Like the fact that elliots problem points out a social norm, women expect men to approach them, not the other way around. Never mind the fact that his narcissistic entitlement issues would not have been that problematic if he were a women. A women with his issues wouldn't end up as a killer because they would have their ego reinforced by the constant attention from men, and would probably just end up on one of those "real housewives" of x county on tv. This points to innate biological gender differences these women aren't ready to acknowledge or really talk about, which is why these hashtags are pointless, it becomes just a parade of victimhood.

Jun. 13 2014 07:53 AM

#YesAllWomen Because too many young men think "getting over on" (i.e. raping) a girl, is something to brag about. http://goo.gl/fb/BYi6j

Jun. 05 2014 09:39 PM

Your comment seems to want to negate the important issues raised in this program. Misandry receives scant attention because it's not the huge social problem that misogyny is.

Jun. 05 2014 12:44 AM
Casey Preston from Boston, MA

Based on the way this story was presented, there seemed to be a misunderstanding by the producers about the #notallmen / #yesallwomen genesis. It is implied that the #notallmen was used by men's rights groups to defend themselves from accusations and that #yesallwomen was created to focus comments on feminist concerns. While #yesallwomen was created in response to #notallmen, I believe that #notallmen was also created for feminist purposes as a way of mocking the common "not all men" argument used by some men to defend themselves against charges of misogyny and derail discussions about overall issues with misogyny in society. I don't think that anybody has ever used #notallmen while trying to defend men or misogyny. Also, #notallmen predated last weeks mass killing. This is the first I had heard about #notallmen, http://jezebel.com/your-guide-to-not-all-men-the-best-meme-on-the-interne-1573535818

Jun. 01 2014 05:20 PM
Duncan from Georgia

Misandry is a phenomenon that is quite real and receives scant attention; it is, however, the 'other' side of the coin.

Jun. 01 2014 05:10 PM
Anon otm faithful from West coast, USA

Deanna: "We have these extremely traumatic moments that are very emotional for a lot of people." Who are these lot of people? This is traumatic to the very few the people directly connected (few compared to the national scope of the story). It feels like a media bubble fiction to say so many people are so upset! The next interviewee hints this too when he says: "The only reason to talk about tragedy, unless you are someone who knows someone who died and you are mourning them, the only reason for you and me to be talking about it is to try and prevent bad things from happening in the future." Something I love about mad men: whenever the big national news stories go on, its always very minor to the characters and often they completely don't care at all, like real life. I'm not very interested in the killings. Discussions it spawns, which are not about the killing, like this one, are interesting.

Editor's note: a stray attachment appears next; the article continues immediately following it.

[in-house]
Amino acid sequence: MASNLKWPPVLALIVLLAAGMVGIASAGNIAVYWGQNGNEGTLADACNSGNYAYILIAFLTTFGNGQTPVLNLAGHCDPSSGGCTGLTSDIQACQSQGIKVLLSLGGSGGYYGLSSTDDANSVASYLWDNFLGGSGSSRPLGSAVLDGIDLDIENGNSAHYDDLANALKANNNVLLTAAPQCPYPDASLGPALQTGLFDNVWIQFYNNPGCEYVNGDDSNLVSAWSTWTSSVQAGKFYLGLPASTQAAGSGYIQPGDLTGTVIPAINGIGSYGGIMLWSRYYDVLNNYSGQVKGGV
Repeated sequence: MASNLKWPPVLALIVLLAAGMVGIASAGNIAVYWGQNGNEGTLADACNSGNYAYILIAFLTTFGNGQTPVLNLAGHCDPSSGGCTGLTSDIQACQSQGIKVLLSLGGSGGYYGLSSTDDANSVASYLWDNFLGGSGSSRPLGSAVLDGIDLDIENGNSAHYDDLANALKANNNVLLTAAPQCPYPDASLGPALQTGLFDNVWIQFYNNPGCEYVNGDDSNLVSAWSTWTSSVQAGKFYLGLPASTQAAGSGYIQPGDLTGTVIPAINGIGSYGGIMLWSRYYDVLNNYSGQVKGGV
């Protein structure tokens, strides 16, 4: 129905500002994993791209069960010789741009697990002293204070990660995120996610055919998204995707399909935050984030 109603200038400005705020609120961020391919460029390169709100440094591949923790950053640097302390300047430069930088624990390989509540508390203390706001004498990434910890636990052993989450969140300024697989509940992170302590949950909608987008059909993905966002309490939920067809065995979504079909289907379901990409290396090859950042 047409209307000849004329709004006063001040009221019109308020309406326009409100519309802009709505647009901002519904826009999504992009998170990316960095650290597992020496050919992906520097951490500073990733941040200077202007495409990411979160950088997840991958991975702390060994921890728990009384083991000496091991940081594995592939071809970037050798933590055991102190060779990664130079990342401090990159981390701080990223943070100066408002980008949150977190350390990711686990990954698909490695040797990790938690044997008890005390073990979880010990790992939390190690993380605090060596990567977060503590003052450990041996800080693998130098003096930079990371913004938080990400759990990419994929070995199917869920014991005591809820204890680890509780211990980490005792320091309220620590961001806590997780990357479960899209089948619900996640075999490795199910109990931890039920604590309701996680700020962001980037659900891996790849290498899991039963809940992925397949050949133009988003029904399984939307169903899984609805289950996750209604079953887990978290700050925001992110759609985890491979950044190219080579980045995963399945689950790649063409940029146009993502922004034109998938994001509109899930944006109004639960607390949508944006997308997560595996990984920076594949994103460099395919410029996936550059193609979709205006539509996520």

Brooke: "Do you think 2 parallel arguments are happening without much intersection?" Great question. Deanna sort of says yes, and also "Most people before they come to a conversation, they feel isolated. ... They realize, I'm not crazy for feeling this way." Heartwarming. And how much the killer felt that about his corner of the internet? Still heartwarming.

Brooke: "Whats the biggest impediment?" Deanna: "Apathy. People feeling apathetic because they've never felt like they've been able to move a needle before. And I think these are some of the differences we are seeing when they are contributing to these social media moments. This is often times their first experience with contributing to some sort of social change. And they see what happens when it goes from their twitter stream to their local news station or to a mainstream cable news station or something on the radio."

That's inspiring. Inspiring enough to make this comment at least.

Awesome job Brooke.

May. 31 2014 05:15 AM
Carl Santoro from USA

Excellent interview! Deanna's "in-the-moment-tool", the hashtag used responsibly in #YesAllWomen to focus on society and its aberrations, can surely, as she so eloquently states - be used "as a tapestry that we can weave together to demonstrate really what's happening in our culture; that these are not isolated incidents."
Deanna, your hashtag activism WILL help to dissolve apathy!

May. 30 2014 09:13 PM